The aforementioned description makes it apparent that faithful reproduction of the microcircuit pattern of the printing stamp onto the substrate is critical, especially when the pattern is of both fine pitch and of very large overall dimension. For example, if microcontact printing is used to produce microcircuitry on flat panel displays, it may require 5 micron sized defined features to accurately register to one another within one micron across a linear distance of 15 inches.
In turn, faithful reproduction of the microcircuit onto the substrate requires the fabrication of a microcontact printing stamp that faithfully reproduces the desired microcircuit pattern. This challenge to produce a high precision microcircuit printing stamp is magnified by the additional requirement that this formation of a microcontact printing stamp be simple and cost effective. This latter requirement is emphasized because a primary application of this technology is the manufacture of flat panel displays. Flat panel displays must be produced at low cost and yet must meet the stringent tolerance criteria mentioned above.
In the past microcontact printing could not meet this challenge. This was because microcontact printing stamps could not satisfy the registration requirement because of shrinkage and other distortions imposed during printing stamp preparation. That is, the elastomeric polymer would shrink in the mold during printing stamp preparation. As those skilled in the art are aware, when an elastomeric polymer, such as silicone rubber, cures in a mold it shrinks to a degree of between about 0.11% to about 4%.
This shrinkage has a magnifying effect in that it is oftentimes manifested by undulations in the backplane of the stamp which is characterized by a reversal of the pattern of distortion once printed. That is, wave crests created in the backplane, caused by shrinkage during curing, impart distortions to the microcircuit pattern at the top of the stamp when the backplane bottom of the stamp is straightened under tension. This undulation problem may be exacerbated by the natural lack of planarity of the backplane sheet. Such a situation may occur for as simple a reason as the sheet was formed in a rolling process.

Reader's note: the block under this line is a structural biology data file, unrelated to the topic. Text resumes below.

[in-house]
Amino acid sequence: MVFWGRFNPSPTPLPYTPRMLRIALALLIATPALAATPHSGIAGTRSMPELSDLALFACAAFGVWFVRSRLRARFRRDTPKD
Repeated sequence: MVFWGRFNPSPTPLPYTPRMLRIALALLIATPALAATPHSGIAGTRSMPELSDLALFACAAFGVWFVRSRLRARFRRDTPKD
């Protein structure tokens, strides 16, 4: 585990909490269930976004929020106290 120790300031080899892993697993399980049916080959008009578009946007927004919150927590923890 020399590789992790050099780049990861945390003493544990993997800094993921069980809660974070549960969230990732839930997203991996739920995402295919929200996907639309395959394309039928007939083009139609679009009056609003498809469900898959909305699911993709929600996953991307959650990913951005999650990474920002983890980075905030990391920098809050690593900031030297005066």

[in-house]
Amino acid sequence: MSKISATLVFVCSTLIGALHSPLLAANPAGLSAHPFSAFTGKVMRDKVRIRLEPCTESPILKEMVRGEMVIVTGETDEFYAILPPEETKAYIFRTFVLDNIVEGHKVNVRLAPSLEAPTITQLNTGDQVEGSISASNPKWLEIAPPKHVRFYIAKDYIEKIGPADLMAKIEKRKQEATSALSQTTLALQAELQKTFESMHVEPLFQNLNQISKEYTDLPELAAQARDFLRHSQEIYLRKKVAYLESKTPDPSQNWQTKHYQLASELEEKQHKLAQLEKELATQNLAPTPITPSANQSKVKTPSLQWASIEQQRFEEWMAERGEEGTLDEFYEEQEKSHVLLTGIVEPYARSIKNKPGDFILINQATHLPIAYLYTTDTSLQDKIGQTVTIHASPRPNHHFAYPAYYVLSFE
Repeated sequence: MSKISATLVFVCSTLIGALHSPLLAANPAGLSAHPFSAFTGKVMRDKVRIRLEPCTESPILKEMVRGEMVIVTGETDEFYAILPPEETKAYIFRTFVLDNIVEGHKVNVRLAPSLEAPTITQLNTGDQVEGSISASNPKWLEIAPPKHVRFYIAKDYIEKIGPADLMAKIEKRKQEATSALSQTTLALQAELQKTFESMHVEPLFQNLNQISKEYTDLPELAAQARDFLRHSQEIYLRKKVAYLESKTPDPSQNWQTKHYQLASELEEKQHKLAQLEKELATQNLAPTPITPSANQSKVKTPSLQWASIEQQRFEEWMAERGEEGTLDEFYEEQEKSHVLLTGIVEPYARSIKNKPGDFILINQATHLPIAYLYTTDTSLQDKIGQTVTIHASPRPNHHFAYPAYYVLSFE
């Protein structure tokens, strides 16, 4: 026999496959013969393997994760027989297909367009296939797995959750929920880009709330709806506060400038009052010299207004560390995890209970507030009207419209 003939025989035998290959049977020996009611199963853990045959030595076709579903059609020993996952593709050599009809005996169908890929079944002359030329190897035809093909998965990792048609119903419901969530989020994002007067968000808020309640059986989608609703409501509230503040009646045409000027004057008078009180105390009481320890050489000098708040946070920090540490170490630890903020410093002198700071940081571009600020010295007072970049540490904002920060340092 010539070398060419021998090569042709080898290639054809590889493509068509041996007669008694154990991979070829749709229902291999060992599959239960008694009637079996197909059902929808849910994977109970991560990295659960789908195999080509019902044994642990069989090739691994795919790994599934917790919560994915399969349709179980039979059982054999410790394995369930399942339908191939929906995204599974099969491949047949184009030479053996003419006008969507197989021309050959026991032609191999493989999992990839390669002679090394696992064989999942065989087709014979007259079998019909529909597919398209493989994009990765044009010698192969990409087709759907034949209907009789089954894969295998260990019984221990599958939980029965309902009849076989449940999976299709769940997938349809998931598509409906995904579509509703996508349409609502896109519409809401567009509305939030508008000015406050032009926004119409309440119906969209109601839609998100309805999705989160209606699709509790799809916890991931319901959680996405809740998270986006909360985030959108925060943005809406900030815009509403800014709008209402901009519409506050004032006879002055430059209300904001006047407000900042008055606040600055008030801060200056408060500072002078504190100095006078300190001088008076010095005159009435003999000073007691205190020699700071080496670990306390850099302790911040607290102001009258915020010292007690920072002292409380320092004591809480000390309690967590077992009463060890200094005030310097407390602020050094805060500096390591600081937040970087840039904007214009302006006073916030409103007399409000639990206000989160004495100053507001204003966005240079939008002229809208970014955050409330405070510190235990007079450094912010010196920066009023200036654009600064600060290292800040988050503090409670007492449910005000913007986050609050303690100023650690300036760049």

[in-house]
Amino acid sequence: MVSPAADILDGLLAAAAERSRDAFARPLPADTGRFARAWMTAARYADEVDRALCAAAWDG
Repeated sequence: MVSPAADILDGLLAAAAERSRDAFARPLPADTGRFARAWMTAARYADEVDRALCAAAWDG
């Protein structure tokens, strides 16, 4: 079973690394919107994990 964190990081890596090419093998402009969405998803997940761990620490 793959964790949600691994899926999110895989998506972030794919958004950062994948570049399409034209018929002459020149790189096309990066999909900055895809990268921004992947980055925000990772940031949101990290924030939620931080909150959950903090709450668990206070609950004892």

Thus, it is apparent that there is a strong need in the art for a new microcontact printing stamp-forming process that provides a stamp that is characterized by good registration resulting from the prevention of undulations in the backplane during curing of the microcontact stamp in the mold.
A new process has now been developed which results in the formation of a high precision microcontact printing stamp providing a positive relief microcircuit pattern faithful to the dimensional requirements of the desired microcircuit.
In accordance with the present invention a process of fabricating a high precision microcontact printing stamp is provided. In this process a mold is provided in which a photoresist master defining a desired microcircuit pattern in negative relief is disposed above a backplane temporarily adhered to a flat and rigid substrate. An elastomeric monomer or oligomer system is thereupon introduced into the mold and the elastomeric monomer is thereupon cured to form an elastomeric microcontact stamp whose top surface defines the desired microcircuit in positive relief. The bottom of the microcontact stamp is defined by a laminate of the backplane adhered to the flat and rigid substrate. The thus formed microcontact stamp is removed from the mold and the rigid and flat substrate is separated from the backplane.
The present invention may be better understood by reference to accompanying drawings of which:
FIG. 1 is a sectional elevation view of a mold prior to the introduction of an elastomeric monomer;
FIG. 2 is an exploded sectional view of one of components illustrated in FIG. 1;
FIG. 3 is a sectional elevation view of the mold upon introduction of an elastomeric monomer;
FIG. 4 is a sectional elevational view of the mold upon curing of the elastomeric monomer to form an elastomeric resin;
FIG. 5 is a sectional elevation view of the mold upon curing of the elastomeric monomer to form an elastomeric resin in the absence of the inventive feature;
FIG. 6 is a sectional elevation view of the microcontact stamp made in accordance with the prior art process illustrated in FIG. 5; and
FIG. 7 is a sectional elevational view of the microcontact stamp made in accordance with the present invention.